If she crashes and finishes last, it won't be the end of the world. You can't lose when there aren't any realistic expectations.

This is win-win.

Patrick wins because she gains experience around some of the best drivers in the world. Even though the racing will be different at California, she'll have an idea of what to expect.

The Nationwide race also is a much safer proposition than the ARCA wreckfest where Patrick was on the track with drivers of far less experience.

GoDaddy.com, NASCAR and DIS will win because of the exposure. Even ESPN will win because there will be more than the normal number of viewers for the broadcast on ESPN2 (1 p.m. ET).

The only loser in this is Kelly Bires, who won't get to drive because JR Motorsports can't afford to put Earnhardt, Patrick and him into the race. Again, so what? It's not as if Bires was going to compete for the championship with Edwards and other more experienced drivers running a full Nationwide schedule.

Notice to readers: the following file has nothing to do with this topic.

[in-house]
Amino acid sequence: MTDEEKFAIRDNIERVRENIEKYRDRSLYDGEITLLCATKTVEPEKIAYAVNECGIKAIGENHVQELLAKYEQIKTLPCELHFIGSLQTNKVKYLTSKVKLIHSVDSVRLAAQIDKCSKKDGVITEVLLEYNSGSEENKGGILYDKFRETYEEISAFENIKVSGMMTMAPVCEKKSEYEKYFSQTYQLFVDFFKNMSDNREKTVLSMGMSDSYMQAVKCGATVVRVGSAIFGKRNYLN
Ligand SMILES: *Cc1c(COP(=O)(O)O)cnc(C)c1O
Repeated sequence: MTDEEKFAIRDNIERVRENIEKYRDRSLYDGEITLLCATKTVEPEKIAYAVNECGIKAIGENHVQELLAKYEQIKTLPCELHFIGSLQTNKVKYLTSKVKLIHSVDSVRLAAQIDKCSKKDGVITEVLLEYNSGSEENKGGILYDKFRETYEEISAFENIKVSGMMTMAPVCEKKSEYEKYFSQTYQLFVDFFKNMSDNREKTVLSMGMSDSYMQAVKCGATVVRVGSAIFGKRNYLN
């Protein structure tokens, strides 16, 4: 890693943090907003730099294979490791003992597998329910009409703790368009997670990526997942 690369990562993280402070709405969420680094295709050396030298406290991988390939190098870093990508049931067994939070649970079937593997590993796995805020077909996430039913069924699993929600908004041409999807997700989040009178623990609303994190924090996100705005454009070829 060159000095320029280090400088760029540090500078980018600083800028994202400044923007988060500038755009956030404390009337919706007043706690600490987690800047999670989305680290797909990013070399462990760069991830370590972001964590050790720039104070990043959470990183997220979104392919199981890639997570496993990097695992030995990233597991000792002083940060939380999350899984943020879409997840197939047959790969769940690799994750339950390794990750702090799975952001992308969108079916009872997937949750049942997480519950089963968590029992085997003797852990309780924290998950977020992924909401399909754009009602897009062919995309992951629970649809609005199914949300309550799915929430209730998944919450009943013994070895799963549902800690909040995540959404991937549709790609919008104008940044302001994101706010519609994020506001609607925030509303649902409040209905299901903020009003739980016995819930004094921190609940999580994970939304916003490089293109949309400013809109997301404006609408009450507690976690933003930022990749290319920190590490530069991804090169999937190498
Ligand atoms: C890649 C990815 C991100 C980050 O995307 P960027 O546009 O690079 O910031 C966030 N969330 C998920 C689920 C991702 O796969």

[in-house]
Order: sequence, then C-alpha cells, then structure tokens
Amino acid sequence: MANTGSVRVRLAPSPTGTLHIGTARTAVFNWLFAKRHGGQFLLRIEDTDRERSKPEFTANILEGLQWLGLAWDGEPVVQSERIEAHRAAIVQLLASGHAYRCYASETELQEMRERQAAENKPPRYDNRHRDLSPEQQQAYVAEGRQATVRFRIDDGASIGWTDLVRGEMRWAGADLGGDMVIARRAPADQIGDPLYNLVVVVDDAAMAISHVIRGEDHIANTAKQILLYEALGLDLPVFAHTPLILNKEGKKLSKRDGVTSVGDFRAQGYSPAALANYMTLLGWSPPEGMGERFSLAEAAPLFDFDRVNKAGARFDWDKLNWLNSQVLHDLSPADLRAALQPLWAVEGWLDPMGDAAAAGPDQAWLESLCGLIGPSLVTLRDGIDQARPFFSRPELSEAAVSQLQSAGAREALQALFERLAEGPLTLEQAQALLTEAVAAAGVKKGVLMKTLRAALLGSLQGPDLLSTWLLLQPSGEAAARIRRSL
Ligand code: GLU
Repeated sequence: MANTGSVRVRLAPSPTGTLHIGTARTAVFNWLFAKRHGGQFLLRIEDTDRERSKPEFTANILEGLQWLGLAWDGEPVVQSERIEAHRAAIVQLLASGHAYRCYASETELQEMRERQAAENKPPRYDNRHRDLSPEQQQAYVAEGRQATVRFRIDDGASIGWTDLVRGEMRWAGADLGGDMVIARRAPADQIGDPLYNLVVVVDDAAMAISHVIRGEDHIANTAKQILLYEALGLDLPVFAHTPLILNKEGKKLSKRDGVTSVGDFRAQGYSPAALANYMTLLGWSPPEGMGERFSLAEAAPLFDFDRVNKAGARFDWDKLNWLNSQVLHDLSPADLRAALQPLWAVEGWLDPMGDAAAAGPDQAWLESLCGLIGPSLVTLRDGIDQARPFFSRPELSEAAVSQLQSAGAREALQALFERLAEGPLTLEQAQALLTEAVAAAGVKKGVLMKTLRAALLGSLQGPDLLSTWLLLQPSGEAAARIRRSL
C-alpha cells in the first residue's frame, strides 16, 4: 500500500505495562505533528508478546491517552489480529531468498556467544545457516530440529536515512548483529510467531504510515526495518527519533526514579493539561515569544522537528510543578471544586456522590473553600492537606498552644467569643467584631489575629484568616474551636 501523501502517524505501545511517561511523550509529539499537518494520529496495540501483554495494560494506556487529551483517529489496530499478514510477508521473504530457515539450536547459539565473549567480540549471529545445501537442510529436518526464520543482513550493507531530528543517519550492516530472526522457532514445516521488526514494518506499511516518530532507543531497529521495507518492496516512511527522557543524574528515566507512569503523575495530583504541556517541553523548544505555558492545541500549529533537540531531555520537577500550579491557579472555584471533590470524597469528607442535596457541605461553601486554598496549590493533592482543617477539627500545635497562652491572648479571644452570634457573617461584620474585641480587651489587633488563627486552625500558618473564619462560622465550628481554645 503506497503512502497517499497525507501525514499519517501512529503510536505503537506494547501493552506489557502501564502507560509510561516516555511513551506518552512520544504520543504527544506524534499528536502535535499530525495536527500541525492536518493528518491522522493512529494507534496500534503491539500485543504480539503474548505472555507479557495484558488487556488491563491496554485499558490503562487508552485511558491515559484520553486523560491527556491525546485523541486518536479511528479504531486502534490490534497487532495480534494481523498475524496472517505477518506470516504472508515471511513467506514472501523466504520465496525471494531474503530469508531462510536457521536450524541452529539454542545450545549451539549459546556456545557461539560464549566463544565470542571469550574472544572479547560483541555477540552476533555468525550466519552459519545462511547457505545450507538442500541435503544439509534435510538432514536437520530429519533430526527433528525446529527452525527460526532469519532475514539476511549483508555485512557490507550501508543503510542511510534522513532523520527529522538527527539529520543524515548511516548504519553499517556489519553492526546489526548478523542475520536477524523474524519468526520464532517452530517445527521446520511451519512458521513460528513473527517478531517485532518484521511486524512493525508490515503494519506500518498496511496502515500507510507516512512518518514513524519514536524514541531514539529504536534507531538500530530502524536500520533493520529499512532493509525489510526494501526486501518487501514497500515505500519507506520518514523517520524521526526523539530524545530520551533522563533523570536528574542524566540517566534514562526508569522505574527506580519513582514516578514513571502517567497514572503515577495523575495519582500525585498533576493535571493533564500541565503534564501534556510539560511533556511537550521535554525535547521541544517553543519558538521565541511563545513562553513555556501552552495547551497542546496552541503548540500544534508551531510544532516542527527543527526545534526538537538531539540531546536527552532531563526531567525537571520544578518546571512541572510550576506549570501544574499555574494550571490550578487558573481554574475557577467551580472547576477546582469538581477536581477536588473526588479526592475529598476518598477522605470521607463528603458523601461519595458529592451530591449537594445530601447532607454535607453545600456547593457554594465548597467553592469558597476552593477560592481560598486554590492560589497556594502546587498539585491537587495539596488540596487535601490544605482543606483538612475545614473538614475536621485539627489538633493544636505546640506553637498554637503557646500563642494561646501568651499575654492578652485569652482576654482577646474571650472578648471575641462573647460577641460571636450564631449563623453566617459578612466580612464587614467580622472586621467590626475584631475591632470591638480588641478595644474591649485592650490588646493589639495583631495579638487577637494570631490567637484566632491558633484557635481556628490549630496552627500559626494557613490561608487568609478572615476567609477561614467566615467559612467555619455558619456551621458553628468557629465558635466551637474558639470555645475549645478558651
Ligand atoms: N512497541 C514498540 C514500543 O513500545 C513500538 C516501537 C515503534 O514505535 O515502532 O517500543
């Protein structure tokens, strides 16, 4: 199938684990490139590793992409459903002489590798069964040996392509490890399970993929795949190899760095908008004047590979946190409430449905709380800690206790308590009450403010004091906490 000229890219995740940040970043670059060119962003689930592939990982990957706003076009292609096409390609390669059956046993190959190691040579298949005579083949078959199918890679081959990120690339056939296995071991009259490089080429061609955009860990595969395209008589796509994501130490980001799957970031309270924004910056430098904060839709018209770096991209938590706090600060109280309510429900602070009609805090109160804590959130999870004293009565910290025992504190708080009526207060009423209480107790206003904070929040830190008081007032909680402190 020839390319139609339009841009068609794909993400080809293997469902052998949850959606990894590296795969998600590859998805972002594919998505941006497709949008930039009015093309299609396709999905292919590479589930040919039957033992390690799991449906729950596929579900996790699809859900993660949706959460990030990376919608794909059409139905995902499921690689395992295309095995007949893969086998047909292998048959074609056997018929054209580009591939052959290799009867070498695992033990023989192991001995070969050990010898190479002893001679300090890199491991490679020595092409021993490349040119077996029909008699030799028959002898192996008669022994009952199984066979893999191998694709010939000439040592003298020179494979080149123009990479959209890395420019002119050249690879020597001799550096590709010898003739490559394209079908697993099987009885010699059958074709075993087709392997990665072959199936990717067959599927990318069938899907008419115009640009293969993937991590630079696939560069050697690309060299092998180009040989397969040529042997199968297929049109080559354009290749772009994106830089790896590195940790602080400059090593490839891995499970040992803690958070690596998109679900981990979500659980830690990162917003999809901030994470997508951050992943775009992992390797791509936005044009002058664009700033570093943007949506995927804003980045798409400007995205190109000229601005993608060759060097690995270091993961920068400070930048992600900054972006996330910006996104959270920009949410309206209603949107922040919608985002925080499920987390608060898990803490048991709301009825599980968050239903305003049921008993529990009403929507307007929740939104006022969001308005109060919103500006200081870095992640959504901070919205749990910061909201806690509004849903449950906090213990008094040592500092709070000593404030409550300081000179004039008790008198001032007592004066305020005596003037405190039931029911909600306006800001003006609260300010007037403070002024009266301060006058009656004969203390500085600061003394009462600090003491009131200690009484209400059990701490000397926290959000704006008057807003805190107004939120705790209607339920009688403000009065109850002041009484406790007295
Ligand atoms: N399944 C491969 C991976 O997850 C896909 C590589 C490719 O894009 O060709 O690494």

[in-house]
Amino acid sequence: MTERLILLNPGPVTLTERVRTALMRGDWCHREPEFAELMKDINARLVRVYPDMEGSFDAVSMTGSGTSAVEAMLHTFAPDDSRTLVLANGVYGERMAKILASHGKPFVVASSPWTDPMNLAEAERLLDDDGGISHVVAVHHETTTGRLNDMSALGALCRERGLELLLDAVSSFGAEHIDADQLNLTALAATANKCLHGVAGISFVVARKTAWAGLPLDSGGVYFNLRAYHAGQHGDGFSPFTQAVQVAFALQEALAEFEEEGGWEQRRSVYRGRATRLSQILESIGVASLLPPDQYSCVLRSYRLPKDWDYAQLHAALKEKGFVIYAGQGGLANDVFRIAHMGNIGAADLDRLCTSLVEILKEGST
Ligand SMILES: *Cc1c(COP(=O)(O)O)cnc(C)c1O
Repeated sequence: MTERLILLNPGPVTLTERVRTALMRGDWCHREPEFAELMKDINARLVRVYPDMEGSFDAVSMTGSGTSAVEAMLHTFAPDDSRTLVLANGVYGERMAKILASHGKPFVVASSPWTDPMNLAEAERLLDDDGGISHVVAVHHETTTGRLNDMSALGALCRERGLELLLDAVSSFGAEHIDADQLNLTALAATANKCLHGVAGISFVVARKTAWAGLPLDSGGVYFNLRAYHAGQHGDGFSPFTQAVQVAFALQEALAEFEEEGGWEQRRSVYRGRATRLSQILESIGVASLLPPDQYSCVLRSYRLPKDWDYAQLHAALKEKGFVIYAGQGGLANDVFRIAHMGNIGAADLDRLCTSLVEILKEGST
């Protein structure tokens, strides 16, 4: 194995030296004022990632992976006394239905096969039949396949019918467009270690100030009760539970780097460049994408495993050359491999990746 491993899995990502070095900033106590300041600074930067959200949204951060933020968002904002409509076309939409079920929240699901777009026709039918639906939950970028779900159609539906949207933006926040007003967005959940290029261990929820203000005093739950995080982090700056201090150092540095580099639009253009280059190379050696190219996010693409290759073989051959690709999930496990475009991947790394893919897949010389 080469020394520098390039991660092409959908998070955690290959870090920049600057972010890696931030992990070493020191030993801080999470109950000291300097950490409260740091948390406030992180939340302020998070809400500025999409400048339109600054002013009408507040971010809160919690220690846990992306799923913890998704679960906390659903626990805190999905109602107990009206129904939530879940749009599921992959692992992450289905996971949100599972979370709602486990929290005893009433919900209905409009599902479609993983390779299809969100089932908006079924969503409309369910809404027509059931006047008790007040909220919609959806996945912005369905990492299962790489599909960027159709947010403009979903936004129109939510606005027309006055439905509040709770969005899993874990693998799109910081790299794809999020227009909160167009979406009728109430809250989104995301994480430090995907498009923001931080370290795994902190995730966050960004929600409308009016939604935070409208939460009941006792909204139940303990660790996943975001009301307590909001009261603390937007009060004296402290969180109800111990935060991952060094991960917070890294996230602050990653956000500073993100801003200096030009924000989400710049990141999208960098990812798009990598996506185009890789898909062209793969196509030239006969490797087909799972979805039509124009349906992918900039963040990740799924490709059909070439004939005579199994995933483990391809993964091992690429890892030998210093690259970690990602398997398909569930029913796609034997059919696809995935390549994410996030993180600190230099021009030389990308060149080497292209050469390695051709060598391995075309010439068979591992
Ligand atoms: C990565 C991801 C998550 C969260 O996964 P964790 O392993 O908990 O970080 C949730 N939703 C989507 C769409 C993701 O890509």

And it's not as if GoDaddy.com was going to step up and sponsor him in the race if Patrick didn't compete.

So is anybody really surprised by this announcement? You shouldn't be. Patrick said in December there was a 50-50 chance she would run this race. Others close to her said the percentage was much higher.

Seat time and money.

It makes sense from every angle, and it really doesn't matter which played the bigger role.

David Newton covers NASCAR for ESPN.com. He can be reached at dnewtonespn@aol.com.